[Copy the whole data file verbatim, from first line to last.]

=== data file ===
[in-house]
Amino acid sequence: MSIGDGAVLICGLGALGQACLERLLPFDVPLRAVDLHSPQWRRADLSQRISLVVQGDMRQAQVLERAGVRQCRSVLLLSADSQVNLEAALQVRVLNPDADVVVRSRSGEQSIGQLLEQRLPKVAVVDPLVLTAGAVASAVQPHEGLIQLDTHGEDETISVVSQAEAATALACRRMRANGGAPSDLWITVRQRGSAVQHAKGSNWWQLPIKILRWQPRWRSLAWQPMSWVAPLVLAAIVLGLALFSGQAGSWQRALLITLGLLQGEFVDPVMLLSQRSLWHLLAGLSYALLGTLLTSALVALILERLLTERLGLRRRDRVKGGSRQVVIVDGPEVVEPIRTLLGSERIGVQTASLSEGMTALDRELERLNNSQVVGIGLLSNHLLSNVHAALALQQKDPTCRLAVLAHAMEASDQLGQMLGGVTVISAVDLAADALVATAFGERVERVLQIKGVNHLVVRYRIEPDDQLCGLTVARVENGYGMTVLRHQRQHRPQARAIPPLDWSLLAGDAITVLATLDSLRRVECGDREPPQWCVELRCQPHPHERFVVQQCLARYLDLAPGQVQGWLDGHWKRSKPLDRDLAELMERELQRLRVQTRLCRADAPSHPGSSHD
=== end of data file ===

[in-house]
Amino acid sequence: MSIGDGAVLICGLGALGQACLERLLPFDVPLRAVDLHSPQWRRADLSQRISLVVQGDMRQAQVLERAGVRQCRSVLLLSADSQVNLEAALQVRVLNPDADVVVRSRSGEQSIGQLLEQRLPKVAVVDPLVLTAGAVASAVQPHEGLIQLDTHGEDETISVVSQAEAATALACRRMRANGGAPSDLWITVRQRGSAVQHAKGSNWWQLPIKILRWQPRWRSLAWQPMSWVAPLVLAAIVLGLALFSGQAGSWQRALLITLGLLQGEFVDPVMLLSQRSLWHLLAGLSYALLGTLLTSALVALILERLLTERLGLRRRDRVKGGSRQVVIVDGPEVVEPIRTLLGSERIGVQTASLSEGMTALDRELERLNNSQVVGIGLLSNHLLSNVHAALALQQKDPTCRLAVLAHAMEASDQLGQMLGGVTVISAVDLAADALVATAFGERVERVLQIKGVNHLVVRYRIEPDDQLCGLTVARVENGYGMTVLRHQRQHRPQARAIPPLDWSLLAGDAITVLATLDSLRRVECGDREPPQWCVELRCQPHPHERFVVQQCLARYLDLAPGQVQGWLDGHWKRSKPLDRDLAELMERELQRLRVQTRLCRADAPSHPGSSHD